Recovering from emotional abuse
The effects of emotional abuse stay with you long after you have left your abuser. Recovering from it can be difficult because it’s hard to identify it, talk about it or talk to someone who understands the effects of it. Even though the road to recovery is very hard, it is possible. Here’s how you can recover from emotional abuse:
Understand the effects of it
You may not have even realised you were emotionally abused when you were in the situation and this is part of what makes healing from it hard. You can take a look here at the signs of emotional abuse in your relationship. Emotional abuse can leave you with stress and anxiety, health problems, post-traumatic stress disorder and other mental health issues. If you go through any of these, it’s important for you to be able to recognise that it might be as a result of your abuse and that this means you might need counselling or treatment.
As a result of your abuse, you might feel guilt over staying in the relationship, thinking that you could have saved yourself. It’s important to forgive yourself and understand that you were under someone else’s control. Instead of focusing on what you ‘could have done’, be proud that you finally found the strength to leave. And even if it wasn’t you who decided to leave, be glad that you made the decision to take your life back - whether you decided a long time ago or just today.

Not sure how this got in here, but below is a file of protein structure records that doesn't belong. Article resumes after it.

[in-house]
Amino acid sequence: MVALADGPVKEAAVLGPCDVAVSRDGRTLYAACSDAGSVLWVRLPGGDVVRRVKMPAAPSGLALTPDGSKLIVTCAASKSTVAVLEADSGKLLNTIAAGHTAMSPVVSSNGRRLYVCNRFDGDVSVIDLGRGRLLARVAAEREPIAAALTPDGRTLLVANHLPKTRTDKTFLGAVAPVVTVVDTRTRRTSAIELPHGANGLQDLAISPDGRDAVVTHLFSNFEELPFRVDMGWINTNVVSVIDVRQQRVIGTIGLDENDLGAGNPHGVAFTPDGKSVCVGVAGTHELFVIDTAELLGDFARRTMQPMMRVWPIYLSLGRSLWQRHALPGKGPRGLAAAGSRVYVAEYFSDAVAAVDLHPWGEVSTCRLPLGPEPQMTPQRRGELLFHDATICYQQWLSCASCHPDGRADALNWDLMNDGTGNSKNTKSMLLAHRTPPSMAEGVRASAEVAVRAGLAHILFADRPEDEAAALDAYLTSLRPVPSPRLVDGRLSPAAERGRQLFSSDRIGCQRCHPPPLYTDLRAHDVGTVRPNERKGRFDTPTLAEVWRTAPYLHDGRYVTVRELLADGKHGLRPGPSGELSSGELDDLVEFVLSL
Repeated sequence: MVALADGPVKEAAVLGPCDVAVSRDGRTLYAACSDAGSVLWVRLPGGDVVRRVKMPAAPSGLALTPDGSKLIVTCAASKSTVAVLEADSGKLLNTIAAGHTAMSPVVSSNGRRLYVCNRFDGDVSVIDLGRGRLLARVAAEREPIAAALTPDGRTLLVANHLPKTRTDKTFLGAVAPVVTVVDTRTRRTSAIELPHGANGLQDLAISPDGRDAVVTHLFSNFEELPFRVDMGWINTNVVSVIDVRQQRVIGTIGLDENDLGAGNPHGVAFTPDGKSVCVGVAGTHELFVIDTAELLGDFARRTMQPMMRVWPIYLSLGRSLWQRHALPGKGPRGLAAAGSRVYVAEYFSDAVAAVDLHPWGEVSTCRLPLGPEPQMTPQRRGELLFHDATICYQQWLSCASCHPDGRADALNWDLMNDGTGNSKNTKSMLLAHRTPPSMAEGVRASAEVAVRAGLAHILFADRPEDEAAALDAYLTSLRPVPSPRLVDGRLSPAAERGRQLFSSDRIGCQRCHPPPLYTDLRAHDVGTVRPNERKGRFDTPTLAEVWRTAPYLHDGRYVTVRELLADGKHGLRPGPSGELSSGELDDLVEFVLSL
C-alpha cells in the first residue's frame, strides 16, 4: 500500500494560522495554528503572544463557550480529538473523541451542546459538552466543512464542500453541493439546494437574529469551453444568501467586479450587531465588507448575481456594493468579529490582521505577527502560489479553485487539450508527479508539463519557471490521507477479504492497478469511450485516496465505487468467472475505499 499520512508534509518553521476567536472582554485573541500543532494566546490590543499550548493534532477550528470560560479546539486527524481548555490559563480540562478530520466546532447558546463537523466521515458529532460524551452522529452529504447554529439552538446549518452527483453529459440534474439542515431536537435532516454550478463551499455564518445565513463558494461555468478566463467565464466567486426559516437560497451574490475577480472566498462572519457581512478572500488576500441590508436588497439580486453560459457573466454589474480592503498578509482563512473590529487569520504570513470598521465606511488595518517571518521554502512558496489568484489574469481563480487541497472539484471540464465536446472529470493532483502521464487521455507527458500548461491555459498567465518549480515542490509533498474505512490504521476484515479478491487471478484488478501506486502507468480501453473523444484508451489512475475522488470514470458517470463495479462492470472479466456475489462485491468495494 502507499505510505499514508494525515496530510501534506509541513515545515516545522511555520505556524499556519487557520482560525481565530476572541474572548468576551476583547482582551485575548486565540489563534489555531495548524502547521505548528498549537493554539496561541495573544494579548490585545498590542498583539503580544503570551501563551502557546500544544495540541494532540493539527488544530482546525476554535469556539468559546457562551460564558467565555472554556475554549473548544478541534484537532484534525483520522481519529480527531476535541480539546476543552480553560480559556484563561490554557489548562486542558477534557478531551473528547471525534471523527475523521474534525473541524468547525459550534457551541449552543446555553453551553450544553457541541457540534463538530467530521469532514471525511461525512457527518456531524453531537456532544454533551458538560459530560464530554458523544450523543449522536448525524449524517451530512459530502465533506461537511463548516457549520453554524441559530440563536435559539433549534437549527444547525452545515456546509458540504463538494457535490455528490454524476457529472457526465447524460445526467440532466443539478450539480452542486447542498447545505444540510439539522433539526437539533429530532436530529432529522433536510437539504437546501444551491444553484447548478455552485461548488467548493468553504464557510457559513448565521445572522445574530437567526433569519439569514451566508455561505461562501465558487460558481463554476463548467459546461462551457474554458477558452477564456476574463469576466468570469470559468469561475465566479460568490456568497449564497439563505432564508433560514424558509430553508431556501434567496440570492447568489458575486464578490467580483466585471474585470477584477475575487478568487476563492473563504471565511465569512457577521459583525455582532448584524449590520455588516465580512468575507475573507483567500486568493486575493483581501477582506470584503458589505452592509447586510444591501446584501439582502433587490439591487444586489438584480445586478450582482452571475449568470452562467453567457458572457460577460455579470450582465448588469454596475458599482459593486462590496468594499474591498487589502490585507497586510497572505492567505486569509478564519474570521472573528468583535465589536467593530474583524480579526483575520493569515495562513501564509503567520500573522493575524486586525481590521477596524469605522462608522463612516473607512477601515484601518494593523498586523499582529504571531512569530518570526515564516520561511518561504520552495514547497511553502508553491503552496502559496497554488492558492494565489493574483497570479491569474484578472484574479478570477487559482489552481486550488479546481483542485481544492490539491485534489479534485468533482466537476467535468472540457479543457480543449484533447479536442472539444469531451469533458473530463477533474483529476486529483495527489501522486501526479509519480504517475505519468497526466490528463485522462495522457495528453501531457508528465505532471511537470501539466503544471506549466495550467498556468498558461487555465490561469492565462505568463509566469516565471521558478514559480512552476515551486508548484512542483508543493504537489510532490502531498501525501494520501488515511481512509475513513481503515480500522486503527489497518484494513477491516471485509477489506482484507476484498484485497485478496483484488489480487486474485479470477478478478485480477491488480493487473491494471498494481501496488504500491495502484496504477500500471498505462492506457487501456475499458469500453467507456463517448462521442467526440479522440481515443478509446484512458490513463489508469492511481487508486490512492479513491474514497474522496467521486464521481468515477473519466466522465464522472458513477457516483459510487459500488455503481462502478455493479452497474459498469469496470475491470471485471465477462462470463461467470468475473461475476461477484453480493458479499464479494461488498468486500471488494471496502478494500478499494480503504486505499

Know that it’s not your fault
You might think that you did something wrong and that you deserved it. This is not the case. No one who is abused caused someone to abuse them - it is 100% the abusers fault. It might be hard to see that you were not the cause, but most people who abuse one person have abused others before. So if it wasn’t you, they would have found someone else to do it to. Remember that nobody deserves to be abused, including you.
Surround yourself with people you trust
Being emotionally abused will leave you with invisible scars that will make you feel insecure about yourself. This is why you should surround yourself with people who love you and who will remind you of your worth.
Even though speaking about abuse is not easy, speaking up about your experience can help you heal faster. Speak to someone you trust at home, school or even in your community.
If you need to report abuse, or need help dealing with it, here are a few helplines:
People Opposed to Women Abuse (POWA) helpline: 083 765 1235
National counselling line: 0861 322 322
Life Line: 011 728 1347
Toxic relationships can be a habit and many people who have been in abusive relationships before often find themselves in abusive relationships again. This is why it’s so important to understand abuse and heal from it. It takes time and a lot of strength, but you need to be able to believe in your strength and your ability to overcome the abuse so that you know how to recognise healthy vs unhealthy relationships. You deserve a healthy, and fulfilling life.
Remember, if you need someone to talk to, you can speak to me for advice or help here on Ask Choma, send me a Facebook Message, a Twitter DM, or a WhatsApp Message (071 172 3657).
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